Q&A: Answering your questions regarding the COVID-19 vaccine

SPOKANE, Wash. — You asked and we answered—the vaccine rollout is complicated and scientific, so we took your questions to the health experts.

Currently, we are still only in group 1A for the COVID-19 vaccine administration. This means only residents of long term care facilities and health care personnel are getting it, but as more groups open up there is some important information for you to know.

Anne asks, “My honey & I are both in the >65 years old age group. When will the COVID vaccine be available for group 1C in Spokane?”

There is not a specific date when people 65 and under will be able to access the vaccine. They fall under the CDC’s group 1C along with people with high risk medical conditions. It simply depends on how quickly groups 1A and 1B get vaccinated.

Another person writes in, “If the vaccine affects people differently because DNA is unique, why would the vaccine be mandatory, it should be a personal choice?”

According to the State of Washington Health Department a vaccine is basically a training session for your immune system. Vaccines teach the immune system to look for key features of the virus, so when the virus does show up it can fight it off. At the end of the process, our bodies have learned how to protect against future infection. That immune response and making antibodies is what protects us from getting infected if the real virus enters our bodies.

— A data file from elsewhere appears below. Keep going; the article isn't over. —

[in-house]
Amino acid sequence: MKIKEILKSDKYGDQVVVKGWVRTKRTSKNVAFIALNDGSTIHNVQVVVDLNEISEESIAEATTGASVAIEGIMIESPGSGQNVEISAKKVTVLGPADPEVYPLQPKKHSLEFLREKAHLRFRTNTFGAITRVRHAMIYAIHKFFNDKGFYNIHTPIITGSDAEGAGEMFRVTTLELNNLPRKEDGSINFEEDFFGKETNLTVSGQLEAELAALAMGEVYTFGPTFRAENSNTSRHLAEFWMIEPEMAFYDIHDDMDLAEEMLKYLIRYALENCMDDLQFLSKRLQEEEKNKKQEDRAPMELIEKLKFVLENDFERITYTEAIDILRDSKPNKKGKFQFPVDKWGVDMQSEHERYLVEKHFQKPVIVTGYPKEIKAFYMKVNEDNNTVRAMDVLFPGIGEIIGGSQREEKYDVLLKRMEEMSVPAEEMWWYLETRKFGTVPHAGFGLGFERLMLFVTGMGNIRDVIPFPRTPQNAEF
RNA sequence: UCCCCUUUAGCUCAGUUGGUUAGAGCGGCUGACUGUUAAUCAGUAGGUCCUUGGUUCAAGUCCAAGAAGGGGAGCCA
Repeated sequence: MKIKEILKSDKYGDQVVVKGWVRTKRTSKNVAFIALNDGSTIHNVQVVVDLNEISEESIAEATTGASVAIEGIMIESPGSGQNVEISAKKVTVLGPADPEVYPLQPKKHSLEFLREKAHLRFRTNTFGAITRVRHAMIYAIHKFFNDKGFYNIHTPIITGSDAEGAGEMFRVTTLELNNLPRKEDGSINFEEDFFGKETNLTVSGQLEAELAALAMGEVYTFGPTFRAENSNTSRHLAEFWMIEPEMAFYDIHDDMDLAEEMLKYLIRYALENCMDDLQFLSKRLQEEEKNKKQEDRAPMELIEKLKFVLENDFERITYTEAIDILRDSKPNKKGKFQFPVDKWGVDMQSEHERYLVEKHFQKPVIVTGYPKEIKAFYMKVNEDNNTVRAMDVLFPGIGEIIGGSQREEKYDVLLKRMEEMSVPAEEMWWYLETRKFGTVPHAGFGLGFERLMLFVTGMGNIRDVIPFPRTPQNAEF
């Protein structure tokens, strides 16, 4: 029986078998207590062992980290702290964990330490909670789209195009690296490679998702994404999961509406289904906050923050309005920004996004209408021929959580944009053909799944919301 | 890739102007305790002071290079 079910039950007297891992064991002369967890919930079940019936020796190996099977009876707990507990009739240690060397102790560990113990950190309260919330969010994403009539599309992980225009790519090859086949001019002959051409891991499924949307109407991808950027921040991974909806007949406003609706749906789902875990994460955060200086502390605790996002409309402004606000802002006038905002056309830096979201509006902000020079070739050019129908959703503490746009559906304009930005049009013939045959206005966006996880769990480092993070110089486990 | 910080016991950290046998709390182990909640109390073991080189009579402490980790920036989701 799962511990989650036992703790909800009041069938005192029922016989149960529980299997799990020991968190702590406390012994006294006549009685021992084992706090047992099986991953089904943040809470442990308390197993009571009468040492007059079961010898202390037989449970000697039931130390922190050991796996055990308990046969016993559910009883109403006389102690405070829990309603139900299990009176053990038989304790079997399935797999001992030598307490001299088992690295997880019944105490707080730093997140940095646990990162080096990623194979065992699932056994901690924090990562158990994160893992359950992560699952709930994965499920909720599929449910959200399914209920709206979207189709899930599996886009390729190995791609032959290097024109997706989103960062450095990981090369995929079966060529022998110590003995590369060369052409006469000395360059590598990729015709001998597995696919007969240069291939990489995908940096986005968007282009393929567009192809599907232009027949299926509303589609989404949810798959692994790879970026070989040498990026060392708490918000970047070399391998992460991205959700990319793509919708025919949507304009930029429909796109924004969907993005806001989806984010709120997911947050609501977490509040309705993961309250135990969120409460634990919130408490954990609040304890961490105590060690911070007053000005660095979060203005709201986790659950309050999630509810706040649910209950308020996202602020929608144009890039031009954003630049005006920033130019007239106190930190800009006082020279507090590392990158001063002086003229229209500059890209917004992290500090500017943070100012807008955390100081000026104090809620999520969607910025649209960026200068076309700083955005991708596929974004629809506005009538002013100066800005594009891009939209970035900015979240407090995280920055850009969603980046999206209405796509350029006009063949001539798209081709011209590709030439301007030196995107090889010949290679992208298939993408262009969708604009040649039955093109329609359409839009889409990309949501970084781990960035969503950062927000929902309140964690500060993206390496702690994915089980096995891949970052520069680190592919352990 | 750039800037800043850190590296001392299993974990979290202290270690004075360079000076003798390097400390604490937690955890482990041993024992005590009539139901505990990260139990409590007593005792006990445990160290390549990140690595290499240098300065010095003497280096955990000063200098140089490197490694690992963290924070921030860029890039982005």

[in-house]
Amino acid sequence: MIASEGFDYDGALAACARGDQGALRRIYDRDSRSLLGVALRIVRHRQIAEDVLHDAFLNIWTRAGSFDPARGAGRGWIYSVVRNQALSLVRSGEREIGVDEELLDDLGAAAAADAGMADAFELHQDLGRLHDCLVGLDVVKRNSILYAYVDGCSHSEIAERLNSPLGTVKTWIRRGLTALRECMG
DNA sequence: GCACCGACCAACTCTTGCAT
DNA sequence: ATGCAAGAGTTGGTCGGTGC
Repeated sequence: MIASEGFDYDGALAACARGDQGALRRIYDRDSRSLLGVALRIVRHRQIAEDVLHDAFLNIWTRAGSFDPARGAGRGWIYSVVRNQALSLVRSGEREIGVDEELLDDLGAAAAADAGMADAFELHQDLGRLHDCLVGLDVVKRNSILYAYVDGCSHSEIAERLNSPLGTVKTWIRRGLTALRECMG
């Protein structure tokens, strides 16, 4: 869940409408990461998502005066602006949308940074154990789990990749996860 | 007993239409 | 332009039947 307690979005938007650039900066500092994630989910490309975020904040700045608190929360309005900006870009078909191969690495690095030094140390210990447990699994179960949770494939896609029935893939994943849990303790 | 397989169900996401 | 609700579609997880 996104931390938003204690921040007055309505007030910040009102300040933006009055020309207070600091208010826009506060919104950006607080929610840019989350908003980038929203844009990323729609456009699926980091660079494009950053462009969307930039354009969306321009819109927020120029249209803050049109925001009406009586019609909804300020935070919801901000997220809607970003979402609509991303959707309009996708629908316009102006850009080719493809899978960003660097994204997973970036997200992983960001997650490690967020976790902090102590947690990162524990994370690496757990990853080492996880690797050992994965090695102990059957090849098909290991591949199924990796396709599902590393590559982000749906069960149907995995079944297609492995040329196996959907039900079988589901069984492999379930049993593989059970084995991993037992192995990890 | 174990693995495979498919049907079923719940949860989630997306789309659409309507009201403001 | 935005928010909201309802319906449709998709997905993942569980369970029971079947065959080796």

Ken asks, “I tested positive for COVID-19, and had most of the symptoms. Do I need to take the vaccine when it is offered?”

The CDC says yes. Due to the severe health risks associated with COVID-19 and the fact that re-infection with COVID-19 is possible, the vaccine should be offered to you regardless of whether you already had the COVID-19 infection. At this time experts do not know how long someone is protected from getting sick again after recovering from COVID-19. The immunity someone gains from having an infection, called natural immunity, varies from person to person.

Finally Andrea asked us, “I keep hearing reports of people having allergic reactions to the vaccine, why is that?”

The CDC says while severe reactions to the vaccine are rare, there have been some reports of people experiencing anaphylaxis. If this does happen you should not get the second dose. If you are also allergic to any of the ingredients inside the vaccine, you shouldn’t get it and instead ought to consult with your doctor. There have also been reports of people experiencing a sore arm or some redness where the injection was given. You may even feel flu-like symptoms, have a headache or body aches for a day or so, but health experts say this is absolutely normal and quickly go away.

The latest numbers from the State of Washington were only less than 70,000 people had been administered the vaccine as of December 29, 2020. However officials say they expected the number to increase once the holidays were over.